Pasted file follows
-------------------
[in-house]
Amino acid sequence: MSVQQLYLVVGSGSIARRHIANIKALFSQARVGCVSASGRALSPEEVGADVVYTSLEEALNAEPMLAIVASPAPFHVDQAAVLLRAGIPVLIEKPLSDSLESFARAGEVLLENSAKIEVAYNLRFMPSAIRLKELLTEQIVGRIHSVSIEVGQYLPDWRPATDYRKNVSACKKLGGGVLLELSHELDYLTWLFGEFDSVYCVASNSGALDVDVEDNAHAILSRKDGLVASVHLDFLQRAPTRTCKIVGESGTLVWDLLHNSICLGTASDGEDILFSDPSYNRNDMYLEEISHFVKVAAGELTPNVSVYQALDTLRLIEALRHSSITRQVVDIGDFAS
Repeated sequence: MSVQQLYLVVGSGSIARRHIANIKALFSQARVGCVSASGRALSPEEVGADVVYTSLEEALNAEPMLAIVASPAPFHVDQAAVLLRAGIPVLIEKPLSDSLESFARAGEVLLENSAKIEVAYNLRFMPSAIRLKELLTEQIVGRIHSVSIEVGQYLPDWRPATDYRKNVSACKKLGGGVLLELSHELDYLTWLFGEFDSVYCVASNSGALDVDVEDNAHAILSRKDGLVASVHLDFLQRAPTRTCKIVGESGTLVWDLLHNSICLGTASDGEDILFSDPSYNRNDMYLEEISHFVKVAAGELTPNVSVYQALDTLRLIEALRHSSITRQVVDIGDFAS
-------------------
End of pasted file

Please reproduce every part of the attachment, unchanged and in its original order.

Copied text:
[in-house]
Amino acid sequence: MSVQQLYLVVGSGSIARRHIANIKALFSQARVGCVSASGRALSPEEVGADVVYTSLEEALNAEPMLAIVASPAPFHVDQAAVLLRAGIPVLIEKPLSDSLESFARAGEVLLENSAKIEVAYNLRFMPSAIRLKELLTEQIVGRIHSVSIEVGQYLPDWRPATDYRKNVSACKKLGGGVLLELSHELDYLTWLFGEFDSVYCVASNSGALDVDVEDNAHAILSRKDGLVASVHLDFLQRAPTRTCKIVGESGTLVWDLLHNSICLGTASDGEDILFSDPSYNRNDMYLEEISHFVKVAAGELTPNVSVYQALDTLRLIEALRHSSITRQVVDIGDFAS
Repeated sequence: MSVQQLYLVVGSGSIARRHIANIKALFSQARVGCVSASGRALSPEEVGADVVYTSLEEALNAEPMLAIVASPAPFHVDQAAVLLRAGIPVLIEKPLSDSLESFARAGEVLLENSAKIEVAYNLRFMPSAIRLKELLTEQIVGRIHSVSIEVGQYLPDWRPATDYRKNVSACKKLGGGVLLELSHELDYLTWLFGEFDSVYCVASNSGALDVDVEDNAHAILSRKDGLVASVHLDFLQRAPTRTCKIVGESGTLVWDLLHNSICLGTASDGEDILFSDPSYNRNDMYLEEISHFVKVAAGELTPNVSVYQALDTLRLIEALRHSSITRQVVDIGDFAS